Not all women in the Edwardian era wore heavily boned corsets. Some preferred to wear lightly boned corsets, usually called sports or athletic corsets:
The Edwardian sports corset doesn’t ‘interfere in the many free movements of any of the outdoor games […] and every one will be quick to appreciate the advantages of the newest try in the favor of athletics, comfort and trimness.’ (San Francisco Call, 1903)
‘As every girl who loves the outdoor sports knows, corsets and athletics have long been on unfriendly terms with each other. […] the designers of feminine harness have made little or no study of a corset suitable for such exercise, and they certainly have made no effort to combine the straight front with the freedom of movement required in playing golf and tennis. […] the front steels, which are long and stiff, were always jabbing her and giving gentle hints that they were not to be forgotten.’ (San Francisco Call, 1903)
Edwardian Sports Or Ribbon Corset
Ribbon Corset Pattern
For my sports corset I used an Edwardian ribbon corset pattern, similar to this ribbon corset pattern. However, I adapted the pattern so that I could use fabric instead of ribbon.
‘For the very slender girl, who alone can wear one of the fragile things without looking unprotected and undressed, a new and popular cut has just come in. The girdle comes to just a suggestion of a point in front, while the back is cut off square and so straight up and down as to invariably punch the wearer under the shoulder.
At intervals there are strips of cream or white batiste stiffened ever so little with thin bones, and these upright bands are held together by means of narrow ribbons, which run around from the front steels to the back ones. The ribbons are run underneath the batiste and end at the front in a fluffy bow.’ (San Francisco Call, 1903)
I cut up my grandma’s 1950s off-white satin underskirt and reused the fabric for my corset because it’s such a nice, thick satin: much thicker than today’s satin fabrics! Like most corsets, my corset has two layers: satin fabric as outer layer and white cotton twill as inner layer. Twill, called corset jean in the Edwardian era, was a popular corset fabric back then. The fabric looks like denim fabric, only pure white.
Metal boning would’ve been much too rigid for my sports corset. So I used German plastic boning instead. Besides, German plastic boning is more similar to whalebone than metal boning.
Ribbon corsets usually had boning at the front, the sides and the back, like this 1903 Bon Ton satin ribbon corset at the MFA. However, after adding boning at the sides it made the silhouette much less curvy. So I omitted the boning at the sides. Therefore, my Edwardian sports corset is only boned at the front and back.
‘One splendid thing in the new corset is its decided spring in the front, so that the diaphragm and lower ribs have plenty of room for expansion and curve without any confining pressure. The steels down the front are just stiff enough to serve their purpose and from there to the back there is not a sign of a bone or cord, so you can readily imagine how limber and loose they are. It is perfectly comfortable and cozy without being sloppy. […]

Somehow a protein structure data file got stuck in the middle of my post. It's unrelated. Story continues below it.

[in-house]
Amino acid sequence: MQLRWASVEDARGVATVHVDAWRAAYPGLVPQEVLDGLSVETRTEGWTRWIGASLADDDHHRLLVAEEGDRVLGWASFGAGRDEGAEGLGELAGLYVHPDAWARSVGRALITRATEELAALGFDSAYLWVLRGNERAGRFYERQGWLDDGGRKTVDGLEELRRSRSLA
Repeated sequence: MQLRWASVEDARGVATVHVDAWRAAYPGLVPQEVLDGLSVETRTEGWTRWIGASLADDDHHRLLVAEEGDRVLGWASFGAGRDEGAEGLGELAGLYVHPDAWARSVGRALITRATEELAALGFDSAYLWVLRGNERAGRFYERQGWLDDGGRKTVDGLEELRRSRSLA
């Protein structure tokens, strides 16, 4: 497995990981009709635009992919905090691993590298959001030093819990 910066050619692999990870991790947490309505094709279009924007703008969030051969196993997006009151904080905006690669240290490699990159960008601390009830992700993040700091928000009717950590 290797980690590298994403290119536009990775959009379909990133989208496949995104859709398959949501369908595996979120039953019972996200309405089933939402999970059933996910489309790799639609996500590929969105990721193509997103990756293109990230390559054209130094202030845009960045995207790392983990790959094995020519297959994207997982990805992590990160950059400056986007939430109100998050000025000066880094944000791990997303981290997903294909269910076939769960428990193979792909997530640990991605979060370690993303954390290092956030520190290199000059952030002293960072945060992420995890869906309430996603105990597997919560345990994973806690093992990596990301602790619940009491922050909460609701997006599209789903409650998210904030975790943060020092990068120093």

You may bend forward, backward or to the side without the least feeling of restraint, yet at the same time be conscious of a pleasing feeling and know within yourself that you are presenting a trig appearance.’ (San Francisco Call, 1903)
Eyelets & Lacing
The fourteen eyelets for the laces at the back are all handsewn. And I threaded the corset with white and beige striped, flat, 100% cotton laces.
In the photo above, you can see that the corset has wrinkles at the back and sides. But that’s normal because the corset is only lightly boned: ‘Don’t be afraid that the unboned portion will wrinkle with each movement, for that is really so and it would be strange if it didn’t’ (San Francisco Call, 1903).
‘By the way, garters are as much a feature of the athletic corset as they are of any other kind […] The elastics serve to hold the stays down, and the stockings up and do not in any way add stiffness to the original pliability.’ (San Francisco Call, 1903)
Curvy Silhouette & Waist Measurement
I love how curvy the silhoutte is! However, I’m not laced tightly: My waist is actually 1/2″ (1cm) bigger than my natural waist! Corsets usually don’t reduce the waist measurement but they squeeze the naturally oval waist into a circle so that the waist looks smaller from the front and back (but not from the sides!).
‘A ribbon corset, designed for slight figures; gives long tapered waist and increases bust and hip measurements from one to three inches’ (Fall & Winter Chas. A. Stevens & Bros. Catalog, 1902-3).
Corset & Brassiere
Because most Edwardian corsets were underbust corsets, unlike Victorian overbust corsets, some Edwardian women wore a brassiere (bra) over their corset. The Edwardian brassiere helped to smooth out the lines of the corset and chemise.
Straight-Front Corset Vs. Sports Corsets
Edwardian corsets were usually straight-front corsets, also know as S-curve corsets. However, ribbon and sports corsets often had a curved waist line, similar to Victorian corsets: ‘One radically new thing about them [athletic corsets] is that they have not the long front straight, as a board, so that the figure looks as thick at the waist as it does at the largest part of the hips. A slight curve is natural, and it is far more lovely than a straight line’ (San Francisco Call, 1903).
My inspirations were the following antique Edwardian ribbon corsets: 1900s Redfern waist cincher at the MET, ca. 1900 white satin ribbon corset at the Kent Museum, 1900-1905 pink ribbon corset ‘The Rejane’ at the MET, Edwardian ribbon corset with garters at the MET, Edwardian photograph of a woman wearing a ribbon corset and 1905 ad of a ribbon corset. More inspiration on my pinterest board ‘1900s Lingerie’.
More Edwardian Lingerie